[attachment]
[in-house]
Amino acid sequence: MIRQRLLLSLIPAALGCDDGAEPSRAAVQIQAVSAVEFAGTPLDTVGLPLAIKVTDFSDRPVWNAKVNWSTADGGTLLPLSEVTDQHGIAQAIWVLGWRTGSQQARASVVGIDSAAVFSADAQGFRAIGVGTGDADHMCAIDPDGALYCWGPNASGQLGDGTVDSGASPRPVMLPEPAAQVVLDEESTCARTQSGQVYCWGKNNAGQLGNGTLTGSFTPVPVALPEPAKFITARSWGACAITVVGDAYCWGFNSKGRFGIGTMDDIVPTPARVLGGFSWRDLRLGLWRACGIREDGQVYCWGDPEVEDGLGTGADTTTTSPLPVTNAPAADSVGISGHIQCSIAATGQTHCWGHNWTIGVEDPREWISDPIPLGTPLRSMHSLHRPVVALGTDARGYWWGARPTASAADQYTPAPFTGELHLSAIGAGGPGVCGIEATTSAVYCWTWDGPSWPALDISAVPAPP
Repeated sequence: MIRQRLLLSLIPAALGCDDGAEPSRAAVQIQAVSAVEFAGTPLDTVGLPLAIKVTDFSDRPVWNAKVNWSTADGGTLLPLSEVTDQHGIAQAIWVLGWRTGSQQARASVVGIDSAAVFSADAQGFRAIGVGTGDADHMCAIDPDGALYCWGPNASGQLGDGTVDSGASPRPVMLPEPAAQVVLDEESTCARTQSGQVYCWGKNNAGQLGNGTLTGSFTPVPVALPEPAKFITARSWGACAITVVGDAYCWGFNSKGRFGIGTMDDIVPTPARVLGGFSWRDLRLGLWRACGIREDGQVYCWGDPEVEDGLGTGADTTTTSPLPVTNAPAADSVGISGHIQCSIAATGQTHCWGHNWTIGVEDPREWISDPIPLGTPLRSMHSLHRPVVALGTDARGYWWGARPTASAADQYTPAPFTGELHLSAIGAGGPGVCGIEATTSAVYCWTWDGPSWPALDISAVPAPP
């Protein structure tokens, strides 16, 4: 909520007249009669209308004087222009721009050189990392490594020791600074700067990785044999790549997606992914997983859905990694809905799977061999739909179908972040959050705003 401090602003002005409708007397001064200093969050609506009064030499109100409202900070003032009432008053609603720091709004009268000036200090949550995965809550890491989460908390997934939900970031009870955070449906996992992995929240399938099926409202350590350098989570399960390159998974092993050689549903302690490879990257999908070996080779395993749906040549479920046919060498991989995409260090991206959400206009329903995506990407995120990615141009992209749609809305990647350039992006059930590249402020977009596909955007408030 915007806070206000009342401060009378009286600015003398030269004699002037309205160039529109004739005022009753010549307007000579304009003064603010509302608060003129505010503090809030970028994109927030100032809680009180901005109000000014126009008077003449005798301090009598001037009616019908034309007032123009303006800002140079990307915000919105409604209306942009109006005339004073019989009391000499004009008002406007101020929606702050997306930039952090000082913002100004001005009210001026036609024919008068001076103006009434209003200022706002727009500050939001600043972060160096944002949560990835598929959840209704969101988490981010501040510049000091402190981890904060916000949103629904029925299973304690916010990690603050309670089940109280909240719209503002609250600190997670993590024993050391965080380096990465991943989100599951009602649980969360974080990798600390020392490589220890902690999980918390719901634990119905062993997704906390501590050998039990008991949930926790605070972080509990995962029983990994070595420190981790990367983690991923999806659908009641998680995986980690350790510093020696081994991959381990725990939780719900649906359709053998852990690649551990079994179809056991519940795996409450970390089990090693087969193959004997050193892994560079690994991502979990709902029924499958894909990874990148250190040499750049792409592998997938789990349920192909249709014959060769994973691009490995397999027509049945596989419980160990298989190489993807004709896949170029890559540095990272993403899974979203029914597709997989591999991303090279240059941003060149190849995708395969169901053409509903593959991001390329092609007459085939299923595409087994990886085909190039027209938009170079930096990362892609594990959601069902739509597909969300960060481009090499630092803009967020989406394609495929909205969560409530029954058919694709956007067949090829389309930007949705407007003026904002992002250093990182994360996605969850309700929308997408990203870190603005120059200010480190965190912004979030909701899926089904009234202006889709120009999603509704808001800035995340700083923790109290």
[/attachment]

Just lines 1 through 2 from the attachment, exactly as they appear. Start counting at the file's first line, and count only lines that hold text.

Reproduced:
[in-house]
Amino acid sequence: MIRQRLLLSLIPAALGCDDGAEPSRAAVQIQAVSAVEFAGTPLDTVGLPLAIKVTDFSDRPVWNAKVNWSTADGGTLLPLSEVTDQHGIAQAIWVLGWRTGSQQARASVVGIDSAAVFSADAQGFRAIGVGTGDADHMCAIDPDGALYCWGPNASGQLGDGTVDSGASPRPVMLPEPAAQVVLDEESTCARTQSGQVYCWGKNNAGQLGNGTLTGSFTPVPVALPEPAKFITARSWGACAITVVGDAYCWGFNSKGRFGIGTMDDIVPTPARVLGGFSWRDLRLGLWRACGIREDGQVYCWGDPEVEDGLGTGADTTTTSPLPVTNAPAADSVGISGHIQCSIAATGQTHCWGHNWTIGVEDPREWISDPIPLGTPLRSMHSLHRPVVALGTDARGYWWGARPTASAADQYTPAPFTGELHLSAIGAGGPGVCGIEATTSAVYCWTWDGPSWPALDISAVPAPP